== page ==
Disclaimer, my siblings may each have their own memories of this story and that is okay. Memories are just extractions of an event that occurred in the past and come back to us the way we remember them as well as the way we perceived them. Because of this, each person will take a unique interpretation of the memory. What follows is my own memory of this event and the significance it had for me.
I grew up in the farmhouse my parents and grandparents shared. At the time this story took place, my grandfather was no longer alive and my grandmother was living in the upstairs of our farmhouse. I and my two brothers were typical boys. We tried to be good and most times we were kept so busy with farm chores, that we didn’t have a lot of time to get in much trouble. But as boys will be boys, and no that is not an excuse, we would still find times to get in our share of trouble.
It would be at these times, exasperated by our behavior, that our mother would lay down the law and send us upstairs to our room. I am not sure how this was really going to straighten us out but it seemed to be the law.
Upon arriving upstairs, grandma would take us aside and ask us what we had done this time? Upon our confession, we would be given her sage advice on how we might have made a better choice had we thought about the consequences. And then would come the sugar sandwich. Grandma was always making homemade bread. You know the kind, soft and chewy and warm enough to melt the butter she applied. But grandma added an extra ingredient, a spoonful of sugar.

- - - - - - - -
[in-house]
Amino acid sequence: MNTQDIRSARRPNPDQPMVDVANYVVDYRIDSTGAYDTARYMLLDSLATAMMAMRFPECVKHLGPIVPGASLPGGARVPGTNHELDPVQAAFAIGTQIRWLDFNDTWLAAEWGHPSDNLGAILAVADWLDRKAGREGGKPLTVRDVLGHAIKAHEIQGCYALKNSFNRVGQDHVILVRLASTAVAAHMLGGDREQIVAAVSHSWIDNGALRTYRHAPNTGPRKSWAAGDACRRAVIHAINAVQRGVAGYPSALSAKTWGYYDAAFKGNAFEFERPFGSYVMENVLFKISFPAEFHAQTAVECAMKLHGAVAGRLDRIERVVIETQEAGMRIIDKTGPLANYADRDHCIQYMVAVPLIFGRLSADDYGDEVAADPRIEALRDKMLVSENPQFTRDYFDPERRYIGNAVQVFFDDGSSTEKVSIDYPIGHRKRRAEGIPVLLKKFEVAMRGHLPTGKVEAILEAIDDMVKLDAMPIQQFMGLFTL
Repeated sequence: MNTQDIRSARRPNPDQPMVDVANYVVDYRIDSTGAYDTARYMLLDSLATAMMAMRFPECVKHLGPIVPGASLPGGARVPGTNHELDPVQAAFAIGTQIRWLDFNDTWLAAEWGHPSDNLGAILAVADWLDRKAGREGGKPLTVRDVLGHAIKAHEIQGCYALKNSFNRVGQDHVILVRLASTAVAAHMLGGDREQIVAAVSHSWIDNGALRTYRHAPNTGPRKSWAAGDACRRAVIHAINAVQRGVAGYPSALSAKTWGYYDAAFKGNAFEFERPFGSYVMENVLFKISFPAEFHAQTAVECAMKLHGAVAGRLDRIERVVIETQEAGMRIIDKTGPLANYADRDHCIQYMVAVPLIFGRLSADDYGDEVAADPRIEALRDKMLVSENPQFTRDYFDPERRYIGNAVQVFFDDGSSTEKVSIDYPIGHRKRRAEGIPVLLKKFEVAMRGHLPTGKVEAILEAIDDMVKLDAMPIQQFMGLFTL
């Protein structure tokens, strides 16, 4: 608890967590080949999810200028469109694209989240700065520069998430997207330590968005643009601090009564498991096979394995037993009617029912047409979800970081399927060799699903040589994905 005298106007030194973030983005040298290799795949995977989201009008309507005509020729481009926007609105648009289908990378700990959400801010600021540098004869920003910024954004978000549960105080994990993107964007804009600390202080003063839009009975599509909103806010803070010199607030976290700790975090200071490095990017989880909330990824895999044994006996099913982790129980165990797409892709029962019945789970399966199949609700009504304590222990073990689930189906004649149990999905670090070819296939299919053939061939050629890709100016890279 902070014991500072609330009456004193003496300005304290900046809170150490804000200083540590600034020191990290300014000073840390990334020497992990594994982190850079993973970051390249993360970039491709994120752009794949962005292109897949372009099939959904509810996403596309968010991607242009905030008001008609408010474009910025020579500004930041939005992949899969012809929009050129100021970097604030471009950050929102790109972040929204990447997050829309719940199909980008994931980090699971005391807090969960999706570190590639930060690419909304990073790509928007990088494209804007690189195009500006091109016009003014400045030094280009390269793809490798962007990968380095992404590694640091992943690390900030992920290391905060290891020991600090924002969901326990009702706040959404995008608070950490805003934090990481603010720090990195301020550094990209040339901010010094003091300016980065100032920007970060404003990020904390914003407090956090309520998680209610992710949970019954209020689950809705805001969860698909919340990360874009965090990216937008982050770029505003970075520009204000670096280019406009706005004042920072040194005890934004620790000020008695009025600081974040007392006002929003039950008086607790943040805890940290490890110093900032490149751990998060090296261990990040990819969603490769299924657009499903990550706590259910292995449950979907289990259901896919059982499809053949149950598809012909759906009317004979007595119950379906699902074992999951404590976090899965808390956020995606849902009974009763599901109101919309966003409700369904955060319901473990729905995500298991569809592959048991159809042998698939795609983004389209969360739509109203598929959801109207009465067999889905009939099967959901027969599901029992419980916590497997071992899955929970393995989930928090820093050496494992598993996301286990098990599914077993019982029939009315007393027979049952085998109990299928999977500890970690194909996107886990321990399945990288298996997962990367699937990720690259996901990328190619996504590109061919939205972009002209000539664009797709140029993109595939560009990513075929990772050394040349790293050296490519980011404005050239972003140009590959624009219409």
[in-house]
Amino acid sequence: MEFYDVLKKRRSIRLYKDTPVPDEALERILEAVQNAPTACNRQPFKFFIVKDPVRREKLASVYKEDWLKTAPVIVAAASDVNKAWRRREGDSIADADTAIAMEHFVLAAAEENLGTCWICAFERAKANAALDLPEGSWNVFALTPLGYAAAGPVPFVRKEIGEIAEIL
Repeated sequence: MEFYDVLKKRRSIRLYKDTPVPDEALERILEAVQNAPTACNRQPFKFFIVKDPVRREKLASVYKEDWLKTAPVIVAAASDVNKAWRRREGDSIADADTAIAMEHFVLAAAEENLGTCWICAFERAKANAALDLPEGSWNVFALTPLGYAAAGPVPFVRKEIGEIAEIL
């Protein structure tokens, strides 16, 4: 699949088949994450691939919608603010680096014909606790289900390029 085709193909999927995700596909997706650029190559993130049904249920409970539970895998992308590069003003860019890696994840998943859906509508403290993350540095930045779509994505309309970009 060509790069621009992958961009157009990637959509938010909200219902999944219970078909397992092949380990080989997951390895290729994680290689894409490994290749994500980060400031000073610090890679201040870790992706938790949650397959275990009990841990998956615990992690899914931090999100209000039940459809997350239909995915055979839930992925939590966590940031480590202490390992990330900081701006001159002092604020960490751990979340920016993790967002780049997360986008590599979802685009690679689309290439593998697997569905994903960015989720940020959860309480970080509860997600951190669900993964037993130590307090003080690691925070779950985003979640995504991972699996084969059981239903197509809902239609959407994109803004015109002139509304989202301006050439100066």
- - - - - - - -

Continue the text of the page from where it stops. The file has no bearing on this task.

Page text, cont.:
After her advice was taken and sorrys were said, the sugar sandwich treat was ours to devour. We would then be sent back downstairs to repent our behaviour, tell mom we were sorry and promise never to err again, or at least not for the rest of that day. We always thought mom didn’t know about the sugar sandwich and that if she ever found out, it may have changed our punishment routine. In some ways I have always wondered why the whole process didn’t cause us to seek out the punishment just to get the sugar sandwich. Truth of the matter was, that as good as those sandwiches were, the lecture from mom and the reinforcement from grandma were enough to make us want to behave better.
If there is a moral here, and there are multiple morals, it is that children aren’t raised by just the parent. The more we share the responsibility of inspiring our children, the more rounded they become. A pun involving the sugar here comes to mind but that is not the “rounded” I am referring to. There is value in the sage wisdom of grandparents, relatives and friends that can teach children perspective and help develop their opinions and ethics. My grandmother knew how to get us to listen to the lesson. In some ways, the sugar sandwich reminded me that I could be forgiven if I was willing to accept my responsibility.
In the day to day ups and downs, we can all use the occasional sugar sandwich to let us know we are still okay and still loved. Try giving someone you care about a sugar sandwich. Who knows, they might even take your advice.